Tuesday, April 1, 2014

Cutie and the Boxer (2013)

Cutie and the Boxer is a bittersweet examination of the artist's life: quirky and determined, with a sad backstory and an uncertain future. But the show goes on, the Boxer still treks his way halfway around the world, from NYC to his home country, Japan, just to make a couple thousand dollars, an old man hauling sunsplash canvasses of boxing-glove paint-flowers and wacky fantasy choppers—while his wife, a real Cutie in many ways, turns her bulgy-charming autobiographical comic-book drawings into wild wallpaper that surrounds her beginning to end, from her past to the anxious future.

It's quite a situation for these two, avant-garde holdovers from the heyday of power Pop Art, still plugging away. Ushio is aptly the Boxer—"Bullie" in his wife's drawings—who dons paint-soaked spongy gloves and jabs his way across the canvas. Noriko has transformed their life together into an ongoing, lifelong graphic novel, in which her surrogate, Cutie, tries mightily with Ushio/Bullie to be, as Noriko puts it, "two flowers in one pot." It is sometimes almost embarrassing to watch; I feel I'm intruding, their relationship is so intimate—and intimately bound with their troubled past, the Boxer lost in alcoholism, Cutie trying to be both a mother and an artist, both of them cramped in a small space—even their grown son, also an artist, a bit trapped, his own drinking problem stumbling around the little apartment with them.

But in the end, as much as your heart aches, a great triumph emerges: They continue, they still do art, as old and tired as they can get, groaning with the effort to turn their passion into a few dollars, just enough to pay the rent and have something tasty to eat and keep working—and in the process grow young again, their eyes sparkling. The film has the sad air of a fruitless endeavor, but one that revels in the opportunity to try anyway, for love—and, as silly as it sounds (and sorry for you if it feels that way), art.

Wednesday, March 26, 2014

Super Troopers

Generally, if you want to kill a movie, pass it through the Basic Cable Heavy Rotation machine a few times. Just ask The Shawshank Redemption, Cast Away, or The Lord of the Rings. And while TNT may be movie hit man #1, Comedy Central also is pretty good at wearing a film down to the nub. Fortunately, perhaps because of its solid R-ratedness, Super Troopers has survived every effort to erode the value of a movie in which a traffic stop punctuated by meows counts as an iconic moment in cinema history.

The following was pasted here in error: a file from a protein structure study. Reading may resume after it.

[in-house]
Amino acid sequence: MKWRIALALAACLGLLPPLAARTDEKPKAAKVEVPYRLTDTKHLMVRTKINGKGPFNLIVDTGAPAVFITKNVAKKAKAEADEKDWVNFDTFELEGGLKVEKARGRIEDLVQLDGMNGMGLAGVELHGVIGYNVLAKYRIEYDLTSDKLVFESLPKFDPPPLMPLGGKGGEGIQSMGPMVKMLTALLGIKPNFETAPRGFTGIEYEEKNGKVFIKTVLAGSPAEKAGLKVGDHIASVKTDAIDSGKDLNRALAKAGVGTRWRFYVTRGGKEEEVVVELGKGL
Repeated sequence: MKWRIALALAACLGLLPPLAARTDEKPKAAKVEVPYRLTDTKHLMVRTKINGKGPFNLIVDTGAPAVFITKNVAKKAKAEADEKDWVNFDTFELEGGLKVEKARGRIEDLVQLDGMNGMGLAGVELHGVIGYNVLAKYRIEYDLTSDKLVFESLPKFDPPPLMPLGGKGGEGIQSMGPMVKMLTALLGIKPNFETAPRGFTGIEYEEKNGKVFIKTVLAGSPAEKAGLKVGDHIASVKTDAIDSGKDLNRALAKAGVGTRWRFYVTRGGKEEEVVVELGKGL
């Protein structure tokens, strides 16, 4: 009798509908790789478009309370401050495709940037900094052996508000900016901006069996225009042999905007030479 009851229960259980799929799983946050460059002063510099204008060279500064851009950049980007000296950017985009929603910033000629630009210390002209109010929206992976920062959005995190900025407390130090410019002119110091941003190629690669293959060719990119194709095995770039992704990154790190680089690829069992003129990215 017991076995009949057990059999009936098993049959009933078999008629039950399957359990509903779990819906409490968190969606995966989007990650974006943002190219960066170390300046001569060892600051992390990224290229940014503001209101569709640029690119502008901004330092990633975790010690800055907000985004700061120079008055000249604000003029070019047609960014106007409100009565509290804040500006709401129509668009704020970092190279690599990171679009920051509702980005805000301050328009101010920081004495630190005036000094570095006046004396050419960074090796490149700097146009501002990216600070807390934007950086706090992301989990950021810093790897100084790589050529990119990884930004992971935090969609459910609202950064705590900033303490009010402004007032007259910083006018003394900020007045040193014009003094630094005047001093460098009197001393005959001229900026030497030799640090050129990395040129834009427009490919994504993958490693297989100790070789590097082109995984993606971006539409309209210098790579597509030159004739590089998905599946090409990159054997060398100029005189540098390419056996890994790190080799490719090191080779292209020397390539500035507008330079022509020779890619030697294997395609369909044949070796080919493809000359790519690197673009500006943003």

Super Troopers was the second feature film of Broken Lizard, a comedy-troupe-turned-production-team that went on to produce, for better or worse, Club Dread and Beerfest. I'm not here to defend those pictures (although they are defensible, more or less) but to assure the uninitiated that Super Troopers is an amiable sorta-cop, sorta-buddy movie that feels like a really good version of pre-Animal House '70s comedies—with an amiably ironic wink at the need for plot and coherence. That's because the movie works like sketch comedy, and it works most of the time. I'm not going to lay out a string of memorable moments—I want to, but I'd rather you find them yourself—however, I have the distinct feeling that, even if the goofy cruelty of Reno 911! or the fearless foolishness of Pineapple Express isn't paying homage to Super Troopers, they should.

If you decide to watch it, and you begin to think, "This isn't funny, it's just stupid," please remember: "These boys get that syrup in 'em, they get all antsy in their pantsy."

Monday, March 10, 2014

Cropsey (2009)

I'm not sure whether Cropsey is entirely successful as a documentary—but as an evocation of some of the most striking features of post-Blair Witch Project horror, it manages to settle into one's consciousness like X-Files Black Oil. That's not to say that its basic "documentary" premise isn't compelling: Staten Island filmmakers/residents explore an urban legend from their childhood involving accounts of child disappearances and the potential link to a local home for developmentally disabled children. The disappearances occurred, the hospital was a snakepit—Geraldo Rivera earned his place in TV journalism history by exposing it back in the early 1970s—and an appropriately creepy suspect was apprehended and convicted; and the film does a good job of exploring the uneasy intersection between the anxious desire to uncover mysteries and the flights of imagination needed to try.

However, what stays with me most are the ghostly, straight-to-tape visuals (Rivera's foremost, his cameraman's bright lights smearing across the darkened frame to catch glimpses of the hospital's miserable inmates cowering under lavatory sinks, huddled in corners) and the overall mood of a dream remembered—as both dream and memory wander, circle closer, then end in uncertainty. Again, while the film explores an idea—the limits of understanding—it does so by evoking the shaky-cam grainy aesthetic of "found-footage" horror films. I'm not sure if the filmmakers deliver an entirely ethical film, but it's invaluable as a confrontation with our desire to see horror at odds with our dread of feeling terror. The former entertains, in a sudden-drop-dizzy kind of way, but the latter—ah, that's Edmund Burke territory, the most sublime feeling, the one that tosses us back a few dozen millennia and lets us peer into the cave where we're not the only ones hiding in the corner: Something's in there with us. And it's Something that we may have made, but it lives on its own now, and little movies like Cropsey swing the light bar and give us a glimpse of what it might be.

It is with some hesitation that I provide a link to Geraldo Rivera's 1972 Eyewitness News piece: http://www.youtube.com/watch?v=dbiYJkiX-Dg